The branch manager was Mr. Pei Tsuyee, (father of Ieoh Ming who we know as IM Pei). Charged with researching European bank architecture in preparation for his future position, Luke left London for Paris in March 1930. There, the bank had arranged people to act as guides and for the Chinese Legation to arrange letters of introduction to banks and bank architects across Europe. Luke began a personal diary as well as taking notes for his future report. The observations indicate someone conversant with The Orders but unimpressed with their use to contrived monumentality at the expense of “the scientific arrangement of units”. He stayed five days in Paris before travelling to Lyon and on to Geneva, and then Rome, noting it “astonishing how punctual continental trains are in comparison to English ones.” From there on to Venice and then to Zurich (where he was most impressed with the bank architecture) and then on to Stuttgart just in time for the Weissenhof Exhibition. He did not comment on the houses but remarked that he did find “a very pleasant modern church.”
Brenzkirche by Alfred Daiber is just down the road and fits the description but is unlikely to have been completed in 1930.
Next came Vienna, Berlin and Frankfurt followed by Budapest, Prague, Dresden and then back to Berlin where he toured the new housing developments and was impressed with what he saw. Then on to Brussels, Amsterdam, Copenhagen and Stockholm, always meeting architects who were happy to show him around and provide him with drawings. No notes exist of a brief trip to the US before returning to Hong Kong briefly en-route to Shanghai.
Luke Him Sau had married shortly before leaving for London and, in addition to his responsibilities of designing the buildings for China’s new Bank of China, he designed a house, Dah Hsia Villa for himself and his wife. It could almost have been a proto-modernist 1930s villa in England. The rationality of the floor plan owes little to the AA.
The personal lives of architects are often veiled. Luke Him Sau was born into a wealthy family and had a privileged education, although his choice of the Architectural Association was unorthodox. He managed to meet the right people and had a career with significant responsibilities waiting for him in Shanghai before he even graduated. To have had a villa such as the one above built within two years of arriving in Shanghai suggests either significant income or significant parental support. He wouldn’t be the first architect to have either or both. What’s important is what he did with the opportunities he had.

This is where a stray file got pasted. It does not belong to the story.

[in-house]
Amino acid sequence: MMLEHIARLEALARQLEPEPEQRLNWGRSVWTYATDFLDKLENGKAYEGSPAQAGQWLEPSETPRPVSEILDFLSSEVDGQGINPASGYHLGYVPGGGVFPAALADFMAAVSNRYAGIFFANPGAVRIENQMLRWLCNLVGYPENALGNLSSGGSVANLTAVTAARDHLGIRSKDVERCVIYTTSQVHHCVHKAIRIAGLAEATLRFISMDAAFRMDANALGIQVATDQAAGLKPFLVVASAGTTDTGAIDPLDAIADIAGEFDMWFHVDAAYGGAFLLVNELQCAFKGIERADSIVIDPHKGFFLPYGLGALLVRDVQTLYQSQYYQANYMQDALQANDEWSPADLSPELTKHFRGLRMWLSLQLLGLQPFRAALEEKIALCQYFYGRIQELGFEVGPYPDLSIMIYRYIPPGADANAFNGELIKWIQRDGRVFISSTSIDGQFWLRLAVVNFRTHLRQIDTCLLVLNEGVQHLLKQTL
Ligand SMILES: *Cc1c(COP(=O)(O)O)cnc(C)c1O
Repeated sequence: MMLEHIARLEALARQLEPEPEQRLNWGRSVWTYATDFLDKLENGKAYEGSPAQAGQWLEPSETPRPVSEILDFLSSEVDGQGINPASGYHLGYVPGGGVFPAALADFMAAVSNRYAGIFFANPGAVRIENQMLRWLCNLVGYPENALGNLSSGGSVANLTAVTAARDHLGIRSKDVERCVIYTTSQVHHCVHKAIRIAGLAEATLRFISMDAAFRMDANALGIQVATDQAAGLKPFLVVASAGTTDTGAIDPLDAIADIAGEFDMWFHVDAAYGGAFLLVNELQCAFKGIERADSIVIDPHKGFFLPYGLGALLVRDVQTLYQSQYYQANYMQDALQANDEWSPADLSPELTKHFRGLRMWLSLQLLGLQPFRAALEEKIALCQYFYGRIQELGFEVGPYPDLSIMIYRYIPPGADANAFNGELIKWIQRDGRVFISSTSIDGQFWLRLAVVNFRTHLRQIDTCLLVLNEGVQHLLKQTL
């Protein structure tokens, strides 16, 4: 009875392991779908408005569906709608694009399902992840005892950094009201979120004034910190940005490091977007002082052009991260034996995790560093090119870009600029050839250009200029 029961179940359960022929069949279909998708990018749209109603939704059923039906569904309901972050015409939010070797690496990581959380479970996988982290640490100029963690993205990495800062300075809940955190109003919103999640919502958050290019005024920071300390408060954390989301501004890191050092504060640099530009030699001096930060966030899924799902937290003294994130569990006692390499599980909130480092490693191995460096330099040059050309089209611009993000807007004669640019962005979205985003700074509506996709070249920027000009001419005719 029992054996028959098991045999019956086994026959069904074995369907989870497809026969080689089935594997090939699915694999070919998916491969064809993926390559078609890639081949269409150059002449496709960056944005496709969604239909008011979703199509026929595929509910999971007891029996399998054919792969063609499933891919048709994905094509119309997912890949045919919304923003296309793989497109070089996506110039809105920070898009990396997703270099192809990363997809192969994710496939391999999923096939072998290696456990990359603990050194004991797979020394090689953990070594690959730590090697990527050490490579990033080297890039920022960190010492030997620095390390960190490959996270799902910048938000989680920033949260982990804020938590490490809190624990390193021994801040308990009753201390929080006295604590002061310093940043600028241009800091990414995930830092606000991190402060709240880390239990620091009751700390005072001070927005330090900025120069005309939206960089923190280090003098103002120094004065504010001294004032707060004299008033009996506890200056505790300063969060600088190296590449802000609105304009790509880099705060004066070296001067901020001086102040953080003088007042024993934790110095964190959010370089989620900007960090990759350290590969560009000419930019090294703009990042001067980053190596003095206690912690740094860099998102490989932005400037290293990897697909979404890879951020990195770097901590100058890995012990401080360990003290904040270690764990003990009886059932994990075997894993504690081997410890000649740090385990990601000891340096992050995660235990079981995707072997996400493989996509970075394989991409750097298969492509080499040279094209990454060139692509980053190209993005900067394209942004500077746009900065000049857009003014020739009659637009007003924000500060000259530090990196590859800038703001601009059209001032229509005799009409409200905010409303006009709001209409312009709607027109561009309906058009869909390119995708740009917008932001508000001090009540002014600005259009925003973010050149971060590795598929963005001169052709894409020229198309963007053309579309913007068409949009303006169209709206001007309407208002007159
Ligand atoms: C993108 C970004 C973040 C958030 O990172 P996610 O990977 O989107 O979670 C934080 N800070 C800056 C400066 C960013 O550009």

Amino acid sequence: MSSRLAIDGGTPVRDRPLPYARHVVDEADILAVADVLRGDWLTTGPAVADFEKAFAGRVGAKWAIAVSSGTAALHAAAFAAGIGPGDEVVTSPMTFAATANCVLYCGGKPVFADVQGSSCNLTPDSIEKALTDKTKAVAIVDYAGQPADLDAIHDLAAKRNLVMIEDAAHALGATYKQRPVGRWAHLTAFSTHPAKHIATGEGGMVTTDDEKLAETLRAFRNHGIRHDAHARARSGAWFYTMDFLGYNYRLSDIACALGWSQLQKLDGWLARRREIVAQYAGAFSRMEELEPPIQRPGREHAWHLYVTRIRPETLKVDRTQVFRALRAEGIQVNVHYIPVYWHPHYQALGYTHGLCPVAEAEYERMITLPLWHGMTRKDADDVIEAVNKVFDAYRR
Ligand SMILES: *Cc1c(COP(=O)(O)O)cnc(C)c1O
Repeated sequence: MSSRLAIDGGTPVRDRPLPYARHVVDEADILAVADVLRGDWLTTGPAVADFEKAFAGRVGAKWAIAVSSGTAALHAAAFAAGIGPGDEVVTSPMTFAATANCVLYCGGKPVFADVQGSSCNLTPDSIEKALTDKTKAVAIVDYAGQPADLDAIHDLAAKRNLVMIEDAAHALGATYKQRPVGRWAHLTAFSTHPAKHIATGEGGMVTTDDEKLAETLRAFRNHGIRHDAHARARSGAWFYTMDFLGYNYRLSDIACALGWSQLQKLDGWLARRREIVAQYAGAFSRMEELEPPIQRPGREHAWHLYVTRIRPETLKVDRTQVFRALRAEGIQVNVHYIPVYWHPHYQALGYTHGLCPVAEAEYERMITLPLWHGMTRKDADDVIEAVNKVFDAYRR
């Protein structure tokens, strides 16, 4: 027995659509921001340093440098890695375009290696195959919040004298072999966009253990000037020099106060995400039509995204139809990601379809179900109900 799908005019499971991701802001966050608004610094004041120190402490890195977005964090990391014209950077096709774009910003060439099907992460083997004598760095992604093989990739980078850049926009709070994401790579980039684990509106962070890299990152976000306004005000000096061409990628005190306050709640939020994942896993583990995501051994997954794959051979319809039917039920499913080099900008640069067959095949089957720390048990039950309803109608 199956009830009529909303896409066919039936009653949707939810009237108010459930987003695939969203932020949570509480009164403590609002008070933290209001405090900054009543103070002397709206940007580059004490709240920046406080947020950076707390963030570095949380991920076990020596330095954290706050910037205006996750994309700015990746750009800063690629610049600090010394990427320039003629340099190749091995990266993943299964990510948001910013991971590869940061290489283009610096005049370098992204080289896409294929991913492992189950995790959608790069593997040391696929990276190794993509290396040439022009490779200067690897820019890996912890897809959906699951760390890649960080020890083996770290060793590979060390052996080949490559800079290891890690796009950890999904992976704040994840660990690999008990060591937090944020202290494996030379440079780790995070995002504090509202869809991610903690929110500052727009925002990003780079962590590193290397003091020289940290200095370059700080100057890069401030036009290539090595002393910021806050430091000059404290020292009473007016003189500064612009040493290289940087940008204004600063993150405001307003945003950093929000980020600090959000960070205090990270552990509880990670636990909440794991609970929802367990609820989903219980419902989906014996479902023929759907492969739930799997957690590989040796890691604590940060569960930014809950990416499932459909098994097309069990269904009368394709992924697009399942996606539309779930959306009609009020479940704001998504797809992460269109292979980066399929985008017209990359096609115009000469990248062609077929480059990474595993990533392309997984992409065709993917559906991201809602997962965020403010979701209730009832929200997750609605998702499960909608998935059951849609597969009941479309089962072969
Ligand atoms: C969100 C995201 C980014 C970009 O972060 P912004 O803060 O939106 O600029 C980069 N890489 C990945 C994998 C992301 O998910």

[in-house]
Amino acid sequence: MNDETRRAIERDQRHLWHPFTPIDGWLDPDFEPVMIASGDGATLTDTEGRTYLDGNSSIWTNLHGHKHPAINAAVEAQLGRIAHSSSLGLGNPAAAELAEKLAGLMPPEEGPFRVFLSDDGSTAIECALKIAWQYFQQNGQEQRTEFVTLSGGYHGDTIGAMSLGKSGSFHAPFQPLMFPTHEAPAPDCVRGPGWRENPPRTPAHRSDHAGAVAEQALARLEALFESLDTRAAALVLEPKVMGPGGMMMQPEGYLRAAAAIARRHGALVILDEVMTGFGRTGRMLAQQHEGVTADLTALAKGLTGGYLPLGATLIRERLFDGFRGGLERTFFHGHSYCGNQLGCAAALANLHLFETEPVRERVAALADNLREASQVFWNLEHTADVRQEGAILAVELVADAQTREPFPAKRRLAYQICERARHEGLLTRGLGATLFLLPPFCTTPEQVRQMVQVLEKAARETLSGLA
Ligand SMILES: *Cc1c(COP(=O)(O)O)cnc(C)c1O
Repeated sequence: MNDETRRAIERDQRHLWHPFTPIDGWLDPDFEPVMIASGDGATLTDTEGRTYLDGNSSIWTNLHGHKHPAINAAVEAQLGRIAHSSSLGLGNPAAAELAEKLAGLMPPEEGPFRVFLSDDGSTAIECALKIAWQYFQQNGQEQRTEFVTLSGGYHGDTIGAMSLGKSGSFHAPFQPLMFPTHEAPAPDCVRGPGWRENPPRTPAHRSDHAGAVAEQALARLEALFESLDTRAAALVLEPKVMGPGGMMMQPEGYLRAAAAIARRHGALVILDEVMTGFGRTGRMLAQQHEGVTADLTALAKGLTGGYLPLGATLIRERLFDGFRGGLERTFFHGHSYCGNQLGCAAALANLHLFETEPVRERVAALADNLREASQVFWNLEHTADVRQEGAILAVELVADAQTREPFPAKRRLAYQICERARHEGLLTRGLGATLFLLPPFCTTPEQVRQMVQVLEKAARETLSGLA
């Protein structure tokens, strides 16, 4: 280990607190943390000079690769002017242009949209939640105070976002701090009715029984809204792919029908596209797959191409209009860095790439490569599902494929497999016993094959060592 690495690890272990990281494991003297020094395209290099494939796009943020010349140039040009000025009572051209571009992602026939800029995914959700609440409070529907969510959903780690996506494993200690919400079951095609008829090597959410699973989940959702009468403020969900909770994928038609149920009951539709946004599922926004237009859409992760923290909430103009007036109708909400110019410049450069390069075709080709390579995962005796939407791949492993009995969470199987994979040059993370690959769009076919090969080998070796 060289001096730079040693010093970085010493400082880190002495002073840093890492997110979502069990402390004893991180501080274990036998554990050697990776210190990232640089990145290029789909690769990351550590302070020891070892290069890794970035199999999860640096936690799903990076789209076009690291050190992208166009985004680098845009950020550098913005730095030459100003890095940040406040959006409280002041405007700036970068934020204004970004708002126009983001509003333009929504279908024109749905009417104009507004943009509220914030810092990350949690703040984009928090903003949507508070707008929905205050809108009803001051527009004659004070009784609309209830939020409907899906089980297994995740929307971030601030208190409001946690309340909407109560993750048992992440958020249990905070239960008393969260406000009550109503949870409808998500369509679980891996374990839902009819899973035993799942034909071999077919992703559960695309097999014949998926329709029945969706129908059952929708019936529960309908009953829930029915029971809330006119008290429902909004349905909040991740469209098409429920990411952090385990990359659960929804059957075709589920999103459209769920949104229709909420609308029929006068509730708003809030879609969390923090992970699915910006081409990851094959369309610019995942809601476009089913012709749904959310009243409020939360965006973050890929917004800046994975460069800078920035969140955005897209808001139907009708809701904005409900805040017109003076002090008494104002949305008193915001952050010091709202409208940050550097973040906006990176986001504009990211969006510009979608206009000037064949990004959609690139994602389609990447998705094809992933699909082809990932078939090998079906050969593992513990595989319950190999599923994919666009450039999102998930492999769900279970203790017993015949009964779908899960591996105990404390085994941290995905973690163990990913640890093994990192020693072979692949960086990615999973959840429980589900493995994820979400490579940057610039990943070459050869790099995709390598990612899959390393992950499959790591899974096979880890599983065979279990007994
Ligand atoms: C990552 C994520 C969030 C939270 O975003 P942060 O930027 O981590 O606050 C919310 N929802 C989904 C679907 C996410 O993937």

Altogether about 130 projects are attributed to Luke Him Sau, with the first being the Xiamen branch of the Bank of China in 1930 and the last being a villa in 1963. The early years have many offices and other buildings for the Bank of China, the middle period spans the war years and includes factories, an arsenal and air raid shelters. The latter period features all types of housing. The early buildings are confident and accomplished. The first building is the Hongkou Branch from 1933 and the second is the Yates Road Branch from 1934. Both are mixed use buildings with public banking halls on the ground floor, a level of bank offices on the first floor and a mixture (bank worker) apartments above.
Hongkou is a very long and narrow building appearing less so by the curve and the emphasized verticals. This is a very educated response to an old problem but Yates Road, on the other hand, is an oddly shaped building with the curve emphasized by horizontal banding terminated by a tower feature at each end. The tower at the entrance end contains the elevator shaft and can be said to be a Modernist tower but the tower at the other end is a visual effect. To say it is evocative of a Chinese scroll is to view vestiges of pre-Modernism as consequences of Modernism which, in a weird timewarp kind of way, they did turn out to be.
Here I’ll include the Bank of China Residential Quarter (1934) in Jessfield Road as an example of a housing scheme. The organization and planning are typical of housing being built across Europe at the time to house workers. That it was company housing explains the level of detail and the swimming pool in the courtyard. That’s Luke Him Sau standing on the right, in front of the fountain.